US Prepared to 'Compel the Denuclearisation' of North Korea
Trump 'has asked us to continue to refine a military option', says national security adviser when asked how US would avoid civilian casualties in a conflict
By Jon Sharman
H R McMaster reiterated the US President’s assertion that “all options” were open to Washington when it came to confronting the Kim regime’s rapidly advancing missile programme.
But he declined to say the US was committed to a “peaceful resolution” when questioned by a reporter.
He told the BBC: “Of course that’s what we want, but we’re not committed to a peaceful [resolution] – we’re committed to a resolution.
“We want the resolution to be peaceful, but as the president has said, all options are on the table and we have to be prepared, if necessary, to compel the denuclearisation of North Korea without the cooperation of that regime.
“The chances of war, who knows what they are? They could go up or down, I think, based on what we all decide to do. North Korea is a grave threat to all civilised people across the globe.”
Mr McMaster, a US Army general, clearly hinted at the potential for military action but did not appear to explain how the US would leverage its martial power into results.
Asked during an interview on PBS whether he still thought the chance of war was increasing “every day”, he said: “I think it is still the case. We’re out of time with this problem.
Never Miss Another Story
“Not out of time completely but we have a very short amount of time to be able to address the problem of North Korea.”
He declined to give details of how military action against North Korea could look, when asked how he would avoid retaliatory strikes on civilian populations by Pyongyang. He said Mr Trump “has asked us to continue to refine a military option”.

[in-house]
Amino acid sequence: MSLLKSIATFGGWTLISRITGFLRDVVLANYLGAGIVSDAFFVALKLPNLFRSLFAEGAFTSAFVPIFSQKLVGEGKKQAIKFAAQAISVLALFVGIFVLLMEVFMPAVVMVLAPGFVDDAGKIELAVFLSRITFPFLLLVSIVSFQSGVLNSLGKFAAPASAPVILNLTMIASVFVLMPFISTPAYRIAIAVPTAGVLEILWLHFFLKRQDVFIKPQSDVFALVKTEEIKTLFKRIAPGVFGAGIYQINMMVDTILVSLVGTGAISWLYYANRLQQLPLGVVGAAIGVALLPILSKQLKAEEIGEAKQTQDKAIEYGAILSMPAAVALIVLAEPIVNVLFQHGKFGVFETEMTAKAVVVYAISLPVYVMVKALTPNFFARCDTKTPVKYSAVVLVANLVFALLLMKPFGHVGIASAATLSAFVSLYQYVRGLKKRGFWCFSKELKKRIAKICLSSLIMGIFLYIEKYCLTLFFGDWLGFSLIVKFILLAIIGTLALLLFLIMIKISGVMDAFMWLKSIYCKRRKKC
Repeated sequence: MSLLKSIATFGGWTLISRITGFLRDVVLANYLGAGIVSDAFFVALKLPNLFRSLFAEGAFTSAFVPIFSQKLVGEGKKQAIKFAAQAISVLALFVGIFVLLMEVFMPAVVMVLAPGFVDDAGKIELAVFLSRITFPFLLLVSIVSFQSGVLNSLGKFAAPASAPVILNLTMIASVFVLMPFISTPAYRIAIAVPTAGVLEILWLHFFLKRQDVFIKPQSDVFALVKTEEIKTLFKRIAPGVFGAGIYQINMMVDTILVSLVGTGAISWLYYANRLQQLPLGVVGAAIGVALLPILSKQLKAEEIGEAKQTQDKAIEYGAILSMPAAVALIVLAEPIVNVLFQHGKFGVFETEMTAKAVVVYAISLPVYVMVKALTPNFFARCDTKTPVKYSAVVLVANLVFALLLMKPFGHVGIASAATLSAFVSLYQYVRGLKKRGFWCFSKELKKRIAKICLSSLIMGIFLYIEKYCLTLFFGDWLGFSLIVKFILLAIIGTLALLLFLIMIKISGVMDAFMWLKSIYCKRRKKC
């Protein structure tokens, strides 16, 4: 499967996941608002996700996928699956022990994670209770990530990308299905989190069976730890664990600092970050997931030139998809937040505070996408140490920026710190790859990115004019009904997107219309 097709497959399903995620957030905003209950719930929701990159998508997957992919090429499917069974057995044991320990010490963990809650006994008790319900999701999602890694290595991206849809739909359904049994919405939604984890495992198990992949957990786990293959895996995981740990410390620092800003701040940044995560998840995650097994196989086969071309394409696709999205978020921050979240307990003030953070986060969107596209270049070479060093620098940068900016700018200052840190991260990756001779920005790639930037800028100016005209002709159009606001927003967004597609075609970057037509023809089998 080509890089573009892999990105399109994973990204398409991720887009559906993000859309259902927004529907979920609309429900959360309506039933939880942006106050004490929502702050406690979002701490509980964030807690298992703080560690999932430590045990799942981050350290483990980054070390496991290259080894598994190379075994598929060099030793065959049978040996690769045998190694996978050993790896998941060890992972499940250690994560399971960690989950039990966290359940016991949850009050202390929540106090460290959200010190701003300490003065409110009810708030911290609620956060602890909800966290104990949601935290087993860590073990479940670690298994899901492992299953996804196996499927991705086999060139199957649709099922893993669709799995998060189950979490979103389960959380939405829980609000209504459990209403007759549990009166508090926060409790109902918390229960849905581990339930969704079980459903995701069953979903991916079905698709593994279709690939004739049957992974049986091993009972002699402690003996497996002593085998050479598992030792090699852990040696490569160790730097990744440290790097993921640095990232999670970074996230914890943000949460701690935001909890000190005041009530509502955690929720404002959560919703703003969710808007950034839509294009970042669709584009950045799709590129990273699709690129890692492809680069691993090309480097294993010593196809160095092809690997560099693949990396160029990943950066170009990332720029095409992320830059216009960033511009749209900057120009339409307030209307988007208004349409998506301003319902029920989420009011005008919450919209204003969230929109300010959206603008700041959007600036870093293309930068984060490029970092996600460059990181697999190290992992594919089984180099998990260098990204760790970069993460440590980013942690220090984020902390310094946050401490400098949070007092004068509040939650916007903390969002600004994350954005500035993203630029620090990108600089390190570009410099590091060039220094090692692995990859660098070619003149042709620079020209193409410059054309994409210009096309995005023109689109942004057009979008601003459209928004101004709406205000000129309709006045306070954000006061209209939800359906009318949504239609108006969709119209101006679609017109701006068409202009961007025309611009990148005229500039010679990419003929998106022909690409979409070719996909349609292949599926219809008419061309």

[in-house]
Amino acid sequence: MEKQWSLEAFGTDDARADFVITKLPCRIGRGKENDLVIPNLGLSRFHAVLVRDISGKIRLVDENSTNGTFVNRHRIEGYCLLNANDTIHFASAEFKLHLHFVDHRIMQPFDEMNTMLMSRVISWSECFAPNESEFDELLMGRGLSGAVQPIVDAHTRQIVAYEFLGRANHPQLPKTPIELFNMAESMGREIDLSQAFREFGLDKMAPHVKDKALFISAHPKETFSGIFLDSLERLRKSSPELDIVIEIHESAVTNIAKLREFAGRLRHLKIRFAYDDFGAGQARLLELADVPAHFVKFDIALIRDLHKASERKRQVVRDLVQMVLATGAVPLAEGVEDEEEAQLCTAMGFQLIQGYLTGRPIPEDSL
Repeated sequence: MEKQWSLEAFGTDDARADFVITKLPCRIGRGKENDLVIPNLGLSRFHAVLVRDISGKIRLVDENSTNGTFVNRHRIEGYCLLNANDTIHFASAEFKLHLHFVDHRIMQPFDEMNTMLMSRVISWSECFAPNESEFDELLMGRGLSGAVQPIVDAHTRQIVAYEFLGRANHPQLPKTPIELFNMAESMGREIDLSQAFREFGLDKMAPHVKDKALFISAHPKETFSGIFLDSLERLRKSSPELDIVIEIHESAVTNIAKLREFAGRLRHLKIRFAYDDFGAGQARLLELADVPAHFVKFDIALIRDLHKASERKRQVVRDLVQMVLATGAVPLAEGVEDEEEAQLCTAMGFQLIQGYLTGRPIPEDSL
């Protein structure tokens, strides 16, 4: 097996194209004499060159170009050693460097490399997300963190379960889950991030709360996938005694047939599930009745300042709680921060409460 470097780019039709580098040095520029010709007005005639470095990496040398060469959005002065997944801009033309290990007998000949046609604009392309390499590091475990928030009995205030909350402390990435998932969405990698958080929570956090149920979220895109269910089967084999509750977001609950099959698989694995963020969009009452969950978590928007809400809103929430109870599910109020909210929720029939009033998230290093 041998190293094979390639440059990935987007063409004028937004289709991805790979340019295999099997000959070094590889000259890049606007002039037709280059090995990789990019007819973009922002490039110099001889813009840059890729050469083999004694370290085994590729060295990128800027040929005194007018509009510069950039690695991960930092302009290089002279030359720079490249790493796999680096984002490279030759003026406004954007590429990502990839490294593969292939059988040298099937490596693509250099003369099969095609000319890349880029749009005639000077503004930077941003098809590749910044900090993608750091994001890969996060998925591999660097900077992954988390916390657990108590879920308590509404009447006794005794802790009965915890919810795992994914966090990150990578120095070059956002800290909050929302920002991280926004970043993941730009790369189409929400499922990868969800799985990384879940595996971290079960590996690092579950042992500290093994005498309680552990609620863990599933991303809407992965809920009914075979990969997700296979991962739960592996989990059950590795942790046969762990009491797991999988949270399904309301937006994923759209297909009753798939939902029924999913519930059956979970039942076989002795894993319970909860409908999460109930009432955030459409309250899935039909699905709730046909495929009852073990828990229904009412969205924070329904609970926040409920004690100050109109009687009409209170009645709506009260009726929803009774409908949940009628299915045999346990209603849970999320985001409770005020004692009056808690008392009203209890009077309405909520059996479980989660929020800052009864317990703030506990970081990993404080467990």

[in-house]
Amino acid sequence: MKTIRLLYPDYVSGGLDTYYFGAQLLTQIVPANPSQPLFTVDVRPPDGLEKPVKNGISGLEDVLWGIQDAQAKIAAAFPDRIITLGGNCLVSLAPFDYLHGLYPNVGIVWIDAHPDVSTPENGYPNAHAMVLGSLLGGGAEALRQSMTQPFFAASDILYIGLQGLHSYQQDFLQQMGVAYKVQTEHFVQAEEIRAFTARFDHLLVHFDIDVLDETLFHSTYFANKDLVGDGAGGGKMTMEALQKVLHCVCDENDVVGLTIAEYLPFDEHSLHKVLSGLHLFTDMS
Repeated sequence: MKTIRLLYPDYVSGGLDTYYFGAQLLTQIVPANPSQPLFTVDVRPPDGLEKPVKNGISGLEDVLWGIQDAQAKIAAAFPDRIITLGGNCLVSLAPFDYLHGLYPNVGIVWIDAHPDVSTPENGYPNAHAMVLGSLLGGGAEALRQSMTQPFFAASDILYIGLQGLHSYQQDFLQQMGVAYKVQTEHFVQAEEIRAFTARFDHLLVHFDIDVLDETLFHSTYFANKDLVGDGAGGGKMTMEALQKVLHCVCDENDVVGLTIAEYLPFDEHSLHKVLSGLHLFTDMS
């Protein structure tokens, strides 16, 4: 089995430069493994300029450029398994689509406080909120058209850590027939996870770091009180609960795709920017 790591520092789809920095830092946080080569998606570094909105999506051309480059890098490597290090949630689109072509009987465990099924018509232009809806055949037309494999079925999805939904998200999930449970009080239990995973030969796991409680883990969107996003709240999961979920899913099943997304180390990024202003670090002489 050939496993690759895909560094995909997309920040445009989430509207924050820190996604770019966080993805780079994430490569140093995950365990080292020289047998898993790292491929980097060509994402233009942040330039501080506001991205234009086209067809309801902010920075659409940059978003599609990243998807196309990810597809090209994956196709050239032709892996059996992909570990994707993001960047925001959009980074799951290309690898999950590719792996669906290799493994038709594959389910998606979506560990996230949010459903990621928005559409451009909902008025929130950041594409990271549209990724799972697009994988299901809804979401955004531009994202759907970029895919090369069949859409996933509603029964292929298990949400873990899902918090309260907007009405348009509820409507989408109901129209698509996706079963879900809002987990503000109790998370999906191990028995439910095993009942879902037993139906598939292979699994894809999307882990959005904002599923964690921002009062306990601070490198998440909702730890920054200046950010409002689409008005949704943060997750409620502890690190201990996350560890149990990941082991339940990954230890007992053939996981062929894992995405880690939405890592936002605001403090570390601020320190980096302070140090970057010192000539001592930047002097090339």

Mr McMaster added the US wanted the international community it “take all the diplomatic action, all the economic action we can to convince Kim Jong-un this is a dead end”.
US leaders fear Mr Kim’s ”intentions likely involve nuclear blackmail”, he said. He also speculated that other countries might arm try to themselves with nuclear weapons if the non-proliferation regime breaks down.
Earlier this month a UN envoy to Pyongyang told North Korean officials there was an “urgent need to prevent miscalculations and open channels to reduce the risks of conflict”.
Jeffrey Feltman, an American, was the highest-level UN official to visit the country in several years.
“He also said there can only be a diplomatic solution to the situation, achieved through a process of sincere dialogue. Time is of the essence,” the body said.
This article was originally published by The Independent -
Ed Note; The video embedded in this article by ICH did not appear in the original article.
Join the Discussion
It is not necessary for ICH readers to register before placing a comment. This website encourages readers to use the "Report" link found at the base of each comment. When a predetermined number of ICH readers click on the "Report" link, the comment will be automatically sent to "moderation". This would appear to be the most logical way to allow open comments, where you the reader/supporter, can determine what is acceptable speech. Please don't use the report feature simply because you disagree with the author point of view. Treat others with respect, remembering that "A man convinced against his will, is of the same opinion still."- Benjamin Franklin. Please read our Comment Policy before posting -